Life has taken some interesting turns for Hon. Jennifer Campeau (BMgt '08), MLA for Saskatoon Fairview, since she obtained a Bachelor of Management in First Nations Governance at the University of Lethbridge in 2008.
She was elected to the Saskatchewan legislature in 2011 and was later appointed Minister of Central Services and Minister Responsible for Saskatchewan Transportation Company. In 2013, she was named one of CBC Saskatchewan’s Future 40, a list of under-40 leaders making a difference in the province.
Campeau came back to the U of L in January to share her experiences with students as the first executive in residence through the Scotiabank First Nations, Métis and Inuit Mentorship Program. The program pairs U of L FNMI students from the Faculty of Management with FNMI high school students.
“If youth see someone who looks like them in a leadership position then it’s easier to see themselves in such positions,” she says, noting that mentors played important roles in her life.
Campeau, originally from the Yellow Quill First Nation east of Saskatoon, was part of the last generation to attend residential school. While her mother was her first mentor, she also recalls a mentor she had at residential school whose favourite saying was ‘Aptitude and attitude determine altitude.’
Those words stuck with her. After a couple of failed attempts at post-secondary education, Campeau was determined to try again. She attended the Saskatchewan Indian Institute of Technologies and after two years of study, transferred to the U of L to complete a bachelor’s degree.
“I wanted to bring my daughter, then 12, and my niece, then 10, whom I was raising, to a smaller community where I could have more of a handle on their schedules and mine,” says Campeau. “I’m quite glad my path brought me here. The relationship the U of L has with the indigenous community is quite phenomenal and much indigenous knowledge is incorporated across the fields and departments here at the U of L.”
Envisioning a career working with First Nations communities in business development, Campeau returned to her home province to pursue a master’s degree at the University of Saskatchewan. She had already started work on a doctorate when she decided to enter politics. The wheels had been set in motion earlier when the initiatives she’d been working on, such as bringing Junior Achievement to reserve schools, had caught the eye of a government minister. That began a dialogue and one day the minister suggested she consider entering politics.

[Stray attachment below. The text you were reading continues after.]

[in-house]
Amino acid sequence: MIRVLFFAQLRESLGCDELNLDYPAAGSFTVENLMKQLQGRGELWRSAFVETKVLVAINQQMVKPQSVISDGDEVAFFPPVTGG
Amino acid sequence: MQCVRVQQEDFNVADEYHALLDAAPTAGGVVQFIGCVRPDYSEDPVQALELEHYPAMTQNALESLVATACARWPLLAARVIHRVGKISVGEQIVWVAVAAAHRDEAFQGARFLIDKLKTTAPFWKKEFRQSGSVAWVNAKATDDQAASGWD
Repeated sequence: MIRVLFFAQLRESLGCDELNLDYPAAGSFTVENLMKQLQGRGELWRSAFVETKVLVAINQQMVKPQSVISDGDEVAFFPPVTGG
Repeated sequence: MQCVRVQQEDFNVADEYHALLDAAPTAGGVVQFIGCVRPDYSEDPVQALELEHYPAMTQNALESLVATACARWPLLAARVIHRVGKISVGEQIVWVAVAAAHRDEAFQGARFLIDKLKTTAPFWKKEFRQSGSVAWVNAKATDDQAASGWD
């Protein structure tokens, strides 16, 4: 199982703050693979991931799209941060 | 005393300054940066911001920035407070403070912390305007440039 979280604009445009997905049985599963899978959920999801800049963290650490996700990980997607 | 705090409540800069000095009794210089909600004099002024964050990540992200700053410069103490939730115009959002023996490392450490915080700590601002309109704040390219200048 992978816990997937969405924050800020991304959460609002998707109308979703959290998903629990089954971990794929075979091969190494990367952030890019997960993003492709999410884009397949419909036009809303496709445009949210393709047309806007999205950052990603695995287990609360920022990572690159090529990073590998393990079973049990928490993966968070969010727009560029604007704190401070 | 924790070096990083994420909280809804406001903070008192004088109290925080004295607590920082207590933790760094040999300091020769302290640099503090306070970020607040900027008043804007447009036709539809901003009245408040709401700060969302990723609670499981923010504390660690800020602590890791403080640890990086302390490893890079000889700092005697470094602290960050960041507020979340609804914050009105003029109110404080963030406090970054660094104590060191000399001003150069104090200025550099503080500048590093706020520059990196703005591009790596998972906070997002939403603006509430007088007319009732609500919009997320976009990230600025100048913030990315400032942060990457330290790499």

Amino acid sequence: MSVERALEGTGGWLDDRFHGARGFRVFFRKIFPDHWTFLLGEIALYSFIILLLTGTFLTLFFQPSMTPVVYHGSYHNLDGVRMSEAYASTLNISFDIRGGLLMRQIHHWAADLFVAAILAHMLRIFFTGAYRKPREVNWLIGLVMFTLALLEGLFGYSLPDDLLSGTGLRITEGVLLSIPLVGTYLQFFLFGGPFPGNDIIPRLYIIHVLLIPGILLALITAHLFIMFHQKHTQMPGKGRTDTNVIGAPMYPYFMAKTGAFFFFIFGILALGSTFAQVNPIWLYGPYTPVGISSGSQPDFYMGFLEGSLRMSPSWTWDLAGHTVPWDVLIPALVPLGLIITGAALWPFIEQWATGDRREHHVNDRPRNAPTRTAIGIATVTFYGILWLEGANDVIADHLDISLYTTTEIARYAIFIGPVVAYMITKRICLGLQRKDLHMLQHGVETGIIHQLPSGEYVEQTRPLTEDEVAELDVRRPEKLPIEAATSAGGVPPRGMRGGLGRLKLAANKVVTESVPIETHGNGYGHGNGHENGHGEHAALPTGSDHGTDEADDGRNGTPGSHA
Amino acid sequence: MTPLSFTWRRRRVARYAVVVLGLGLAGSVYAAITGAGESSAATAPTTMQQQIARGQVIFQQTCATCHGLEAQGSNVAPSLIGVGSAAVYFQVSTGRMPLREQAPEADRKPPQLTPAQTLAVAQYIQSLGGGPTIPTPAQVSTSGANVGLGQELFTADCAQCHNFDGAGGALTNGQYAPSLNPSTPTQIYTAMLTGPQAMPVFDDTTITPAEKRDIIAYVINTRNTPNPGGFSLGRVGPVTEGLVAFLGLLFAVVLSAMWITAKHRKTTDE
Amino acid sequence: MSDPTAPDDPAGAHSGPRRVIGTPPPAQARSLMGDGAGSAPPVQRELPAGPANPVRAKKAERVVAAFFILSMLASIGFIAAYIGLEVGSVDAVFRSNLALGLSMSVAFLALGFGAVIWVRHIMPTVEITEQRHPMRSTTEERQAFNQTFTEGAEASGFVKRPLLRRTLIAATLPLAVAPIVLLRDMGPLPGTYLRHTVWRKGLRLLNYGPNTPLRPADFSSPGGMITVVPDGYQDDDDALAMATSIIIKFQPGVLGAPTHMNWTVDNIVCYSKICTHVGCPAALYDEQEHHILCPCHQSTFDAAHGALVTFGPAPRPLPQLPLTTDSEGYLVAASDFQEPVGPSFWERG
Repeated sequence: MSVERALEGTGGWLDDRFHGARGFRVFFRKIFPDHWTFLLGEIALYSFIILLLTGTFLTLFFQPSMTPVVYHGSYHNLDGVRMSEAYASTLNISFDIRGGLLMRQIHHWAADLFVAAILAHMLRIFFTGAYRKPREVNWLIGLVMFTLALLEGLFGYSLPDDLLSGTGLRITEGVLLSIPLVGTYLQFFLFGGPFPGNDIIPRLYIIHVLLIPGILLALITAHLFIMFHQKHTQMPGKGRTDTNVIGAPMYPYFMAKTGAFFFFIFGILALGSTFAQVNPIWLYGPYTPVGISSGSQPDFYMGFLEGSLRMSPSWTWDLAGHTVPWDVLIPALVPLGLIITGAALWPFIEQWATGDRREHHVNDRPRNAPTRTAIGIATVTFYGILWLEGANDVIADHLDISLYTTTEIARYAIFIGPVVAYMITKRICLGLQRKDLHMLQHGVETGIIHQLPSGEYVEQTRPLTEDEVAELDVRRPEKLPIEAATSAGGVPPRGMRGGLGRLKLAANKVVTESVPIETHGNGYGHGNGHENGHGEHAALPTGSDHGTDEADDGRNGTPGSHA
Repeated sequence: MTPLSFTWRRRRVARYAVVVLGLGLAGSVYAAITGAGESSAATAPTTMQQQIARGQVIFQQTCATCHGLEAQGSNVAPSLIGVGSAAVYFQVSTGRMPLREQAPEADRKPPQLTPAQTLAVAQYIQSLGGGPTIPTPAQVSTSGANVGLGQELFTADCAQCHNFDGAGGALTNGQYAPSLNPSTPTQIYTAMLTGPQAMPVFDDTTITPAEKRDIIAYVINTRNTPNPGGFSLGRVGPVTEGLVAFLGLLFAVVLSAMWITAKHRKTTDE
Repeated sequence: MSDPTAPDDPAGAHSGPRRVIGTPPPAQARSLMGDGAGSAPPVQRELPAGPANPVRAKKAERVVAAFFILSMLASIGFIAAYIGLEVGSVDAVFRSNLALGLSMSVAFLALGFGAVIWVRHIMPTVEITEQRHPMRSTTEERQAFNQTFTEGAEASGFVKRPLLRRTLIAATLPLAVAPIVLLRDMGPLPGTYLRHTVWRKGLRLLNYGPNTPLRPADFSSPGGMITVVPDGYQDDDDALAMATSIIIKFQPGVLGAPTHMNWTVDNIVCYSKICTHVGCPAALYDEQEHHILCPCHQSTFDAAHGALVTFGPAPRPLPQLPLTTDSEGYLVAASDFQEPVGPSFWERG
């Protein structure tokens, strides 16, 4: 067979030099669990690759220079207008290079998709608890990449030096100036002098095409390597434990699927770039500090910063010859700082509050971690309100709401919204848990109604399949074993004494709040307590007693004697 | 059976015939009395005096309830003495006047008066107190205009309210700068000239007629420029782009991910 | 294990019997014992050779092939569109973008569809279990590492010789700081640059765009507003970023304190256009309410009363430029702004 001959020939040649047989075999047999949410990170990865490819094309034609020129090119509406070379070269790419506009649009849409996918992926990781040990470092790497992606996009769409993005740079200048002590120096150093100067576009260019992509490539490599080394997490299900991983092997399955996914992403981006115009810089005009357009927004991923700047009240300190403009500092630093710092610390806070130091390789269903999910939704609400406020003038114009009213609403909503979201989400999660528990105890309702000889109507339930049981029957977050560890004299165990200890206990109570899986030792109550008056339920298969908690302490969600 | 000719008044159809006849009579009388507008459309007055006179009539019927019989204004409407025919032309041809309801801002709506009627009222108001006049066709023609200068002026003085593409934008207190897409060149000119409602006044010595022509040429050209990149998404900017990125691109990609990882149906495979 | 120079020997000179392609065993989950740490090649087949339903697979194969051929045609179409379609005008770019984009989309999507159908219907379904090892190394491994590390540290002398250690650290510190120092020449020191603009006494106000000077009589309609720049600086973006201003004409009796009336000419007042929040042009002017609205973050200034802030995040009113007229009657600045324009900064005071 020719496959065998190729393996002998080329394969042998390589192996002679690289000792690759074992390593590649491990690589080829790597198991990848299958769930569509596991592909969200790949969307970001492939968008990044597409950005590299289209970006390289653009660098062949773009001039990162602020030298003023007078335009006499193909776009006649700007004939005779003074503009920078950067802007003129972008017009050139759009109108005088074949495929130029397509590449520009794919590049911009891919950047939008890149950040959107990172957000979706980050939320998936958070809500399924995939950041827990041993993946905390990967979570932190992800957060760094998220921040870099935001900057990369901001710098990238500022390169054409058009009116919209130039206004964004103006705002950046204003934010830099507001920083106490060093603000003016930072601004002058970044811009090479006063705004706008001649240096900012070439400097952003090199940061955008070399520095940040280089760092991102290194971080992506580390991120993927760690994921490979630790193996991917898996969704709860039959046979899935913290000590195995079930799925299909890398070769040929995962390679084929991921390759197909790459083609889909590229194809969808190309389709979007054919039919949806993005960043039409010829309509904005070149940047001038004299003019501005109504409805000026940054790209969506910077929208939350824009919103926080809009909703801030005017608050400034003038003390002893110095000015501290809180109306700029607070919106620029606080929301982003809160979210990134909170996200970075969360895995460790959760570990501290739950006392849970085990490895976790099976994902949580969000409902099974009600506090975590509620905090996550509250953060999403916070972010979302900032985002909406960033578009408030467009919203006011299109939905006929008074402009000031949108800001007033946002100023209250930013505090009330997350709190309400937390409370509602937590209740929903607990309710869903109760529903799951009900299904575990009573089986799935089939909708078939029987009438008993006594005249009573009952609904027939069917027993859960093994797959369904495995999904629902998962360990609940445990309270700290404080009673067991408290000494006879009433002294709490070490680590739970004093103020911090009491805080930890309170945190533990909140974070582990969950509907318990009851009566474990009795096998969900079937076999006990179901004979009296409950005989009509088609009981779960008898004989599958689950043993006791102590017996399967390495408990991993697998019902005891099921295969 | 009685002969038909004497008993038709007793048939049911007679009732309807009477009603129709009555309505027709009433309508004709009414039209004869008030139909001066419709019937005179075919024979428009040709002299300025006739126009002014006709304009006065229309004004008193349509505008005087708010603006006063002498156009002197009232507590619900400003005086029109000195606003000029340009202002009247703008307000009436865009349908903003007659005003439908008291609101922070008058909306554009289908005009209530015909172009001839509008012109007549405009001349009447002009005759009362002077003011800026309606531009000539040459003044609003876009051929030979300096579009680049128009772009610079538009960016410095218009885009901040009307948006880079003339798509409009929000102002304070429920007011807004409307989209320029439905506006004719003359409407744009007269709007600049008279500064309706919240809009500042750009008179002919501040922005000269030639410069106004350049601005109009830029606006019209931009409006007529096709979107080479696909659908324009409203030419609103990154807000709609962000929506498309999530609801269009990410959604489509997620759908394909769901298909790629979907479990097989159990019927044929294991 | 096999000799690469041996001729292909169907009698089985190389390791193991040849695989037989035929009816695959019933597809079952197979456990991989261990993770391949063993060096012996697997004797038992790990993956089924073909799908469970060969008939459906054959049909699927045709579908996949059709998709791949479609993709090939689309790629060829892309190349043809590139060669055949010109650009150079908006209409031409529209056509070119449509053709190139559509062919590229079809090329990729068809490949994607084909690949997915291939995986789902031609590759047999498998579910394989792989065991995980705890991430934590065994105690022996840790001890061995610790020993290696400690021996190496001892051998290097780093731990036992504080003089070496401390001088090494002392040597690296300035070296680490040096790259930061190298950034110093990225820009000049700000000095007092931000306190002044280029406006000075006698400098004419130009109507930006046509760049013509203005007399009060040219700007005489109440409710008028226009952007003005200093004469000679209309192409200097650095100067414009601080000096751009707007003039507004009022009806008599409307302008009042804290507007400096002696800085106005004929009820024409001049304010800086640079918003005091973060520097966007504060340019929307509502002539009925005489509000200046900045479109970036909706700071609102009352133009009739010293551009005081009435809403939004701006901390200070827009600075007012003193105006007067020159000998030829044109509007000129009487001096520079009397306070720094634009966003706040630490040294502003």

“I laughed. I thought it was the funniest thing ever,” she says. “I already had a five-year plan and it wasn’t in my plan to go into politics. I had my eye on the prize in terms of getting my PhD and then working on some initiatives within the community, as well as teaching and research, and one day getting tenure.”
She decided to run as a candidate, figuring the experience of managing a mainstream campaign would help her be a more effective political science teacher in her academic career. After a campaign that involved knocking on doors every evening, voters gave her the mandate on election night. She says her reaction to winning was a mixture of surprise and fear.
“My whole life path changed. After having a specific, concrete, five-year plan in place and wanting to follow it, all of a sudden I was in the role of MLA where I was responsible for being the voice of 14,500 people,” says Campeau.
Last June, Campeau was appointed Minister of Central Services and Minister Responsible for Saskatchewan Transportation Company. The posts come with additional responsibilities and a seat at the table for discussions at the senior levels of government.
“It’s a little surreal at times. Sometimes when people say ‘minister’ I start looking around the room for the minister,” she says with a laugh.
During her week on campus, Campeau spoke to students in political science, management and Native American Studies classes. They asked about her everyday work life, the current oil crisis, her experience with media and her life as an MLA and Cabinet Minister.
“It was amazing. I learned as much from the students as they learned from me,” she says. “I hope it gave them a sense of what really happens and what’s going on, as opposed to the theory-based learning in the classroom.”